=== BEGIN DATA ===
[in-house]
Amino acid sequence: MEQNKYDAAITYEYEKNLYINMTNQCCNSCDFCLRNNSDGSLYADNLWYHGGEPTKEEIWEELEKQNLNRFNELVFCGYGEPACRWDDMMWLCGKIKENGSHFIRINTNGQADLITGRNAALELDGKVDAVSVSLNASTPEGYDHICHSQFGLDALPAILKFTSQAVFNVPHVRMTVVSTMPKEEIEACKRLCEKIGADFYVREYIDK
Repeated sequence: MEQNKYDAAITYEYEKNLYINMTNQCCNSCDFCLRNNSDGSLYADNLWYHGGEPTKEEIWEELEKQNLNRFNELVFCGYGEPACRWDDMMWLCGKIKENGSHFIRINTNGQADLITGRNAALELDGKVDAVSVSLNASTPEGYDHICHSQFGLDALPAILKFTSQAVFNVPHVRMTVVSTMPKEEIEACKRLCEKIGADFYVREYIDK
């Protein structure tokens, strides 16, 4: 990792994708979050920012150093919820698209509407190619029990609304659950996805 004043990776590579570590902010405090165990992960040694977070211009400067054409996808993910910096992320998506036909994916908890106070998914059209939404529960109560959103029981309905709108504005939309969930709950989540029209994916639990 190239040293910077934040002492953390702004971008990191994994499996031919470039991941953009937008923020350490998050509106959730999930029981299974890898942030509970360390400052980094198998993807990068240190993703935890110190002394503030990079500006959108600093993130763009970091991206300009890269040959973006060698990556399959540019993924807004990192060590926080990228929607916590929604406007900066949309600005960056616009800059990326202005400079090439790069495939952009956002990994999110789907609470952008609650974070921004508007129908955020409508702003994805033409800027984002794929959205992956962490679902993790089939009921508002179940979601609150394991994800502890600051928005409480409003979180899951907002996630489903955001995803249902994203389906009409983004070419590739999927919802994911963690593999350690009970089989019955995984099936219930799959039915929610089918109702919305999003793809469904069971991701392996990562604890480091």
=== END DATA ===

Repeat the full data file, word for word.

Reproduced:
[in-house]
Amino acid sequence: MEQNKYDAAITYEYEKNLYINMTNQCCNSCDFCLRNNSDGSLYADNLWYHGGEPTKEEIWEELEKQNLNRFNELVFCGYGEPACRWDDMMWLCGKIKENGSHFIRINTNGQADLITGRNAALELDGKVDAVSVSLNASTPEGYDHICHSQFGLDALPAILKFTSQAVFNVPHVRMTVVSTMPKEEIEACKRLCEKIGADFYVREYIDK
Repeated sequence: MEQNKYDAAITYEYEKNLYINMTNQCCNSCDFCLRNNSDGSLYADNLWYHGGEPTKEEIWEELEKQNLNRFNELVFCGYGEPACRWDDMMWLCGKIKENGSHFIRINTNGQADLITGRNAALELDGKVDAVSVSLNASTPEGYDHICHSQFGLDALPAILKFTSQAVFNVPHVRMTVVSTMPKEEIEACKRLCEKIGADFYVREYIDK
């Protein structure tokens, strides 16, 4: 990792994708979050920012150093919820698209509407190619029990609304659950996805 004043990776590579570590902010405090165990992960040694977070211009400067054409996808993910910096992320998506036909994916908890106070998914059209939404529960109560959103029981309905709108504005939309969930709950989540029209994916639990 190239040293910077934040002492953390702004971008990191994994499996031919470039991941953009937008923020350490998050509106959730999930029981299974890898942030509970360390400052980094198998993807990068240190993703935890110190002394503030990079500006959108600093993130763009970091991206300009890269040959973006060698990556399959540019993924807004990192060590926080990228929607916590929604406007900066949309600005960056616009800059990326202005400079090439790069495939952009956002990994999110789907609470952008609650974070921004508007129908955020409508702003994805033409800027984002794929959205992956962490679902993790089939009921508002179940979601609150394991994800502890600051928005409480409003979180899951907002996630489903955001995803249902994203389906009409983004070419590739999927919802994911963690593999350690009970089989019955995984099936219930799959039915929610089918109702919305999003793809469904069971991701392996990562604890480091």